Inside Your Town

Rep. Paul Clymer faces tough crowd at town meeting

QUAKERTOWN, Pa. - State Rep. Paul Clymer faced a small but cantankerous audience Thursday night when he held a town meeting in the James A. Michener Library in Quakertown.

People were angry about school taxes, teachers, school boards, out-of-control pensions, Common Core, illegal immigrant children coming into Pennsylvania and the federal government in general.

More than once, some demanded that Clymer "lead the charge" and complained that he is not showing enough leadership on their behalf – especially on education issues.

Rather than engage in arguments, he mostly just listened during the meeting, which lasted about 90 minutes. He may have been beat up a bit, but he remained calm and seemed unruffled.

Clymer asked people to identify themselves before speaking, but many just blurted out comments – while others were talking.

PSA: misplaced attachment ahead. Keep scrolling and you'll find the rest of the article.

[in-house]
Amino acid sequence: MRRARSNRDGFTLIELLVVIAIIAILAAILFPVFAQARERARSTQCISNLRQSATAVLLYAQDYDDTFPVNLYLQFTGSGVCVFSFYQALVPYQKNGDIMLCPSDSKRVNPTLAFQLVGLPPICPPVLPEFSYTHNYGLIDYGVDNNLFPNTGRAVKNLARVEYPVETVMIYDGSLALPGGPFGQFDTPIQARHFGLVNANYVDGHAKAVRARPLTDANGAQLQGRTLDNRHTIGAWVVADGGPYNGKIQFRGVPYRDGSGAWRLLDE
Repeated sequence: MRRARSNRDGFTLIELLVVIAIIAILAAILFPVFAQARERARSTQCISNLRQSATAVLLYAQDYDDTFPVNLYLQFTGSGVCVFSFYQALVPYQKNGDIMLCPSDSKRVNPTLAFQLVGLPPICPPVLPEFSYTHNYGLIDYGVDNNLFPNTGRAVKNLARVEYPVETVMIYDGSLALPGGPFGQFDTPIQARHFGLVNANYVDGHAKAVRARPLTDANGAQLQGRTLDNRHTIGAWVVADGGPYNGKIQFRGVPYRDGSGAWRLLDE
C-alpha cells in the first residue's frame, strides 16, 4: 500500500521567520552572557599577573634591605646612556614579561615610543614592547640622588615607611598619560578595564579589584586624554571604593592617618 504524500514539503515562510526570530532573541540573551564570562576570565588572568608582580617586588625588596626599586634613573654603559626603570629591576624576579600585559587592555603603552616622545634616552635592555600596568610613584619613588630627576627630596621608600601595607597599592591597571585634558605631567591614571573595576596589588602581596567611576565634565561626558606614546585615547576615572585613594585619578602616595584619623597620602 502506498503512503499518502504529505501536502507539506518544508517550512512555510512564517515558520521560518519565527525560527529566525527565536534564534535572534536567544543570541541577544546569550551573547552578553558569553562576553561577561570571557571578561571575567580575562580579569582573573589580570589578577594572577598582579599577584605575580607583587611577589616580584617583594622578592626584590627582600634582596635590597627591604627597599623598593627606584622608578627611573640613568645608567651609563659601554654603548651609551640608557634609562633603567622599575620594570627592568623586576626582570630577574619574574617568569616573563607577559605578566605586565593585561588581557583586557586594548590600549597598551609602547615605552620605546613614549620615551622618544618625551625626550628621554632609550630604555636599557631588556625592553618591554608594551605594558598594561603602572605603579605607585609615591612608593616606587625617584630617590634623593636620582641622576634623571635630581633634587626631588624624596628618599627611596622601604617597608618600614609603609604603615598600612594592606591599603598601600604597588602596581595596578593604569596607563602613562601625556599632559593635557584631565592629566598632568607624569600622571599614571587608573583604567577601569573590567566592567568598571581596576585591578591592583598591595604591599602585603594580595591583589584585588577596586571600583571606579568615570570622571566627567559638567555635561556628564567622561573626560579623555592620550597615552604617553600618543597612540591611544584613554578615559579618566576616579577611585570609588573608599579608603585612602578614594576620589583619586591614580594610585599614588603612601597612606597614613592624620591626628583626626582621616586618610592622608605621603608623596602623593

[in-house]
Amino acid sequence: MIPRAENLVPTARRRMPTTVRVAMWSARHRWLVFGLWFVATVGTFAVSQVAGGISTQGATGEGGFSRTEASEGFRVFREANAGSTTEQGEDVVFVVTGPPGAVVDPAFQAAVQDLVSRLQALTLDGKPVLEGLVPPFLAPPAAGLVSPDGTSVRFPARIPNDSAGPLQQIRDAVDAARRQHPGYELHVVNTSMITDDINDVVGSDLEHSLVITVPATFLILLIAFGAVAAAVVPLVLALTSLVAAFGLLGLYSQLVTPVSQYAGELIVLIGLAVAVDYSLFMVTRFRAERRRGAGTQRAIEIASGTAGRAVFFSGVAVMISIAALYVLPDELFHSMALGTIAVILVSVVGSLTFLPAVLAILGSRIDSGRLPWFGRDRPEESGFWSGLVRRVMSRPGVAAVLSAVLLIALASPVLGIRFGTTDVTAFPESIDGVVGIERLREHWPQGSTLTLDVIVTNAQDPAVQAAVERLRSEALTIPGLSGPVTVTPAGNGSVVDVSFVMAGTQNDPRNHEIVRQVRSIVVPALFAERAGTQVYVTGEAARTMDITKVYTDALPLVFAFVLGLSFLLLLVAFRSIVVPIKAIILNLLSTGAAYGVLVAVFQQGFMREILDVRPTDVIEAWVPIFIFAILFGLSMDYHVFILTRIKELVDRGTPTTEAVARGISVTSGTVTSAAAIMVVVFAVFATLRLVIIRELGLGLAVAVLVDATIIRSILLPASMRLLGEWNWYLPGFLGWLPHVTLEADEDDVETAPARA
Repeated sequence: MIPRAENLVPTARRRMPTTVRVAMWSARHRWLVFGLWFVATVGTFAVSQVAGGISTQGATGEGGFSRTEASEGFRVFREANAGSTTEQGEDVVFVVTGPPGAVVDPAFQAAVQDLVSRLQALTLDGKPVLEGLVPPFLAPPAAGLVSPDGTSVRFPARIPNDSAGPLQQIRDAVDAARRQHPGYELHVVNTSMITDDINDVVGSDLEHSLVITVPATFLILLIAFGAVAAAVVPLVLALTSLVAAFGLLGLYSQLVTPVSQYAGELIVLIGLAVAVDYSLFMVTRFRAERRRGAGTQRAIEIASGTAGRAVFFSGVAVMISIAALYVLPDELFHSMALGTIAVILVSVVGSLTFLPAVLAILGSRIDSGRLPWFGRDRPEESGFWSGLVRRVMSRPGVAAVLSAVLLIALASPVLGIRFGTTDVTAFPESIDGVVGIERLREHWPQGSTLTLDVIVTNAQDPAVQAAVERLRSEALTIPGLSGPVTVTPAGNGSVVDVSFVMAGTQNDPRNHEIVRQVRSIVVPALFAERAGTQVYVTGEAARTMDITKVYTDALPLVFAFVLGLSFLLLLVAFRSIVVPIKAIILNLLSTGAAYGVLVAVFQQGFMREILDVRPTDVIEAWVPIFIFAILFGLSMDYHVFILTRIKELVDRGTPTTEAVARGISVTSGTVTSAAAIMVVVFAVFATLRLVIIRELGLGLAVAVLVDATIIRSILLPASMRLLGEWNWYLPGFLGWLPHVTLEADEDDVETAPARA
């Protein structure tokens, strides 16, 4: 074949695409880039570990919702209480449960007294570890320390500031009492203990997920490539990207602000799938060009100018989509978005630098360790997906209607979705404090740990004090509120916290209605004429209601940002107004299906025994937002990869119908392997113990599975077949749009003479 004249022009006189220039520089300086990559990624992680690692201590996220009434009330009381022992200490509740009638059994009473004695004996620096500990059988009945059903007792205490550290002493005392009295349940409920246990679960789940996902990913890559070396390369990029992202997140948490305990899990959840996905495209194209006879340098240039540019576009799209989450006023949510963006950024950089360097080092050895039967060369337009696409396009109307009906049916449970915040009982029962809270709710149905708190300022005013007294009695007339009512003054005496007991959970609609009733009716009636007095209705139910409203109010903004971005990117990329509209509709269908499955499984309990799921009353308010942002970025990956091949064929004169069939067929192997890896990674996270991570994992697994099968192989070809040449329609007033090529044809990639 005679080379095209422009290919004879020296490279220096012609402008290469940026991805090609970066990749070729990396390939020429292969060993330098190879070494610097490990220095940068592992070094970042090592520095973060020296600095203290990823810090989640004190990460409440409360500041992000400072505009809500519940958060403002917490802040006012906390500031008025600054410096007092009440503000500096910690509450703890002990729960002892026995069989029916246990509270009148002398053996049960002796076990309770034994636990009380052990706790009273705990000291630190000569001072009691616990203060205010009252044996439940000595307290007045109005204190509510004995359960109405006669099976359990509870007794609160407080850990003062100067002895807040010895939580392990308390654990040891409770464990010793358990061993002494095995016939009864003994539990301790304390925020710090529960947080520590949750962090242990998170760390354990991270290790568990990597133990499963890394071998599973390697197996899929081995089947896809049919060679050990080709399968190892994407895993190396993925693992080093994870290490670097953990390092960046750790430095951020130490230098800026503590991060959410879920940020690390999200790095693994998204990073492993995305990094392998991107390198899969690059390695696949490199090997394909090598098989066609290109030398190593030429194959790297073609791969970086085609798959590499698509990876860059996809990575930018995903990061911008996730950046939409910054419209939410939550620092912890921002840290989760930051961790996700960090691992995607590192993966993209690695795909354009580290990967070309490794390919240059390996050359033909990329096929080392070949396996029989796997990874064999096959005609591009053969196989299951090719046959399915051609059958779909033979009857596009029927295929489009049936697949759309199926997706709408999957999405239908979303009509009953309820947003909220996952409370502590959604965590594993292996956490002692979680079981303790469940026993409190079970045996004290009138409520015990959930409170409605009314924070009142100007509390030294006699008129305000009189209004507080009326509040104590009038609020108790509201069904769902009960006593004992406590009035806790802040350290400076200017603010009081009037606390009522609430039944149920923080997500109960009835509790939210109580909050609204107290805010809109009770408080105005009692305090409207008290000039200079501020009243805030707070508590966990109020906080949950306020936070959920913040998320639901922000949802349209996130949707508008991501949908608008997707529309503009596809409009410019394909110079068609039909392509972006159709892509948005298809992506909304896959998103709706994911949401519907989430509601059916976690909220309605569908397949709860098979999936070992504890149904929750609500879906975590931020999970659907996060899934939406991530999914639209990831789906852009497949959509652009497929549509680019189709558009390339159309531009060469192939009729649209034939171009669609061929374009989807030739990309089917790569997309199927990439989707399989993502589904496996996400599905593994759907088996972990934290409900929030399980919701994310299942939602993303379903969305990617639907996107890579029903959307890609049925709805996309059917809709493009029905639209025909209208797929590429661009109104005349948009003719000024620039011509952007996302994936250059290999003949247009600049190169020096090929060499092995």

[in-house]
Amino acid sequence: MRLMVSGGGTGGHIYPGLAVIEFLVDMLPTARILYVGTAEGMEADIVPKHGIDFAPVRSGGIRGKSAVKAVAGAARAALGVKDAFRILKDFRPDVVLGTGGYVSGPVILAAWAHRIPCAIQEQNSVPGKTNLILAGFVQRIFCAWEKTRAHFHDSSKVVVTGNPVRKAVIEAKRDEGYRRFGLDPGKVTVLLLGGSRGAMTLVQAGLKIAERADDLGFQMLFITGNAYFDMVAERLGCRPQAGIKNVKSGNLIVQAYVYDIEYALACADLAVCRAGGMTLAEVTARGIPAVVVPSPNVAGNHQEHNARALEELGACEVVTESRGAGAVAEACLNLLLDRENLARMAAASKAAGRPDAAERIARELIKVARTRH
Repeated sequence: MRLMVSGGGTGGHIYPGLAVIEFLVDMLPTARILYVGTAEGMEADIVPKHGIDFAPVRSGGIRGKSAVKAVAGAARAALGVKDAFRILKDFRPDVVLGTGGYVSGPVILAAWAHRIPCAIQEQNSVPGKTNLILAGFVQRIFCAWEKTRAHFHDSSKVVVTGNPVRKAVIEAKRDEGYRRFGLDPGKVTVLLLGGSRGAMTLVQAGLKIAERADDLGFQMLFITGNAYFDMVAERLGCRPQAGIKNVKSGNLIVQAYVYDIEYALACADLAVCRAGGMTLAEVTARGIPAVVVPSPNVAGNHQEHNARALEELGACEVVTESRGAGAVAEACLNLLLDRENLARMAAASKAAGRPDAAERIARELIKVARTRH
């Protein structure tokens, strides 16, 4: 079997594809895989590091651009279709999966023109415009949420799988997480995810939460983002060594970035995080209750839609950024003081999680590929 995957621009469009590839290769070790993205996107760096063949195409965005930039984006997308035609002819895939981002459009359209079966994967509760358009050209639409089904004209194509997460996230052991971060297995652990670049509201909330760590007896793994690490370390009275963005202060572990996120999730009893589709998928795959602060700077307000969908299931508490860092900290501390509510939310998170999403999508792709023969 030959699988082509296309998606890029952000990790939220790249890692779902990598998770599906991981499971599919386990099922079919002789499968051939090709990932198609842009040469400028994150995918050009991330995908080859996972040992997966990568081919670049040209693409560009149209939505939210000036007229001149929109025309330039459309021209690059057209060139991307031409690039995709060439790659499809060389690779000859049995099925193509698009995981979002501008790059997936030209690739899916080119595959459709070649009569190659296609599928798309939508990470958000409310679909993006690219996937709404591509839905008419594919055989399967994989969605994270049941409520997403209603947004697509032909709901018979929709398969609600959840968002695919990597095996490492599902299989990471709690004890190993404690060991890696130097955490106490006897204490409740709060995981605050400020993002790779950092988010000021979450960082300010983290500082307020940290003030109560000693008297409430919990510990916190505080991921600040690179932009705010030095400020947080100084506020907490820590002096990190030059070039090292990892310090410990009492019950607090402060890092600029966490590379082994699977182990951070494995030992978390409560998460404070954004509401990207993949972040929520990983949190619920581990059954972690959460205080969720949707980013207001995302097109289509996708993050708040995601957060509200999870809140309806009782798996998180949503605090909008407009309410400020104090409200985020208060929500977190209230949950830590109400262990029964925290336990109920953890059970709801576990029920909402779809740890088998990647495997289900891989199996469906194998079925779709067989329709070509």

A few examples:

"We've lost our sovereignty as a state."

"We're sick of this stuff, it's obscene."

"They're sexualizing our kindergarten children."

When a woman said "they're turning us into a third-world nation," another said: "We already are."

When several people were speaking at once, which they did often, Clymer said: "Now wait a minute, one at a time. I'll call on you. You have to raise your hand."

When several continued talking at the same time Clymer was talking, one female shouted: "Quiet! Please!"

At times, the behavior of some in the crowd the crowd verged on being disrespectful to an elder statesman of Pennsylvania politics.

The 77-year-old Clymer has served in the state House of Representatives since 1981.